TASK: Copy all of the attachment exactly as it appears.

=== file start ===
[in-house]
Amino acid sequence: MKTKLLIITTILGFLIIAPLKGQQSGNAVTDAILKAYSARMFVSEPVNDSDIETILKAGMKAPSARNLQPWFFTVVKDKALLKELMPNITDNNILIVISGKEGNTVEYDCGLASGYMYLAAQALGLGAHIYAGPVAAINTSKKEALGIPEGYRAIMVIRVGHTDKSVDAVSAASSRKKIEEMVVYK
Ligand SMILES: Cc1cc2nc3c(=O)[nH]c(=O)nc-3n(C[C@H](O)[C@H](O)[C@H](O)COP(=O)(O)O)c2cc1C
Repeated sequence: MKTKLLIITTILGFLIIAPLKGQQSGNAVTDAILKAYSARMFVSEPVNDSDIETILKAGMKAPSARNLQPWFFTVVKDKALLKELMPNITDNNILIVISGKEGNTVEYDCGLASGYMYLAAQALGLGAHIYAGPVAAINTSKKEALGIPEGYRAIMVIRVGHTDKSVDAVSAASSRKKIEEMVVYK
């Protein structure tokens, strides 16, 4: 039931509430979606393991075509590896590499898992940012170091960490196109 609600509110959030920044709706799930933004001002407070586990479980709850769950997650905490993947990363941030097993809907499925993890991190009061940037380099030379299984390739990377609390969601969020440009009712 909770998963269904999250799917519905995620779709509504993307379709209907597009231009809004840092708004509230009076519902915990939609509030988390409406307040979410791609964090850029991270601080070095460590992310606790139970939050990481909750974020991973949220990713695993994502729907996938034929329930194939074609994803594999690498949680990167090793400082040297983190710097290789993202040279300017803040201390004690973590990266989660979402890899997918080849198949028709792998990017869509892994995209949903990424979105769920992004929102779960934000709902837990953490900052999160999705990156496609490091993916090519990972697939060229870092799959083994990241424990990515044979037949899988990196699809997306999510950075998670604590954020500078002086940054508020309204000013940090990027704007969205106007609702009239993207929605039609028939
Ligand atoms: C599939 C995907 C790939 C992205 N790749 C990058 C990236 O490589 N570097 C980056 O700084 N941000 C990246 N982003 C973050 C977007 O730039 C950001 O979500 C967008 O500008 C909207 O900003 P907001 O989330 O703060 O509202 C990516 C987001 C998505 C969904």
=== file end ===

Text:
[in-house]
Amino acid sequence: MKTKLLIITTILGFLIIAPLKGQQSGNAVTDAILKAYSARMFVSEPVNDSDIETILKAGMKAPSARNLQPWFFTVVKDKALLKELMPNITDNNILIVISGKEGNTVEYDCGLASGYMYLAAQALGLGAHIYAGPVAAINTSKKEALGIPEGYRAIMVIRVGHTDKSVDAVSAASSRKKIEEMVVYK
Ligand SMILES: Cc1cc2nc3c(=O)[nH]c(=O)nc-3n(C[C@H](O)[C@H](O)[C@H](O)COP(=O)(O)O)c2cc1C
Repeated sequence: MKTKLLIITTILGFLIIAPLKGQQSGNAVTDAILKAYSARMFVSEPVNDSDIETILKAGMKAPSARNLQPWFFTVVKDKALLKELMPNITDNNILIVISGKEGNTVEYDCGLASGYMYLAAQALGLGAHIYAGPVAAINTSKKEALGIPEGYRAIMVIRVGHTDKSVDAVSAASSRKKIEEMVVYK
């Protein structure tokens, strides 16, 4: 039931509430979606393991075509590896590499898992940012170091960490196109 609600509110959030920044709706799930933004001002407070586990479980709850769950997650905490993947990363941030097993809907499925993890991190009061940037380099030379299984390739990377609390969601969020440009009712 909770998963269904999250799917519905995620779709509504993307379709209907597009231009809004840092708004509230009076519902915990939609509030988390409406307040979410791609964090850029991270601080070095460590992310606790139970939050990481909750974020991973949220990713695993994502729907996938034929329930194939074609994803594999690498949680990167090793400082040297983190710097290789993202040279300017803040201390004690973590990266989660979402890899997918080849198949028709792998990017869509892994995209949903990424979105769920992004929102779960934000709902837990953490900052999160999705990156496609490091993916090519990972697939060229870092799959083994990241424990990515044979037949899988990196699809997306999510950075998670604590954020500078002086940054508020309204000013940090990027704007969205106007609702009239993207929605039609028939
Ligand atoms: C599939 C995907 C790939 C992205 N790749 C990058 C990236 O490589 N570097 C980056 O700084 N941000 C990246 N982003 C973050 C977007 O730039 C950001 O979500 C967008 O500008 C909207 O900003 P907001 O989330 O703060 O509202 C990516 C987001 C998505 C969904």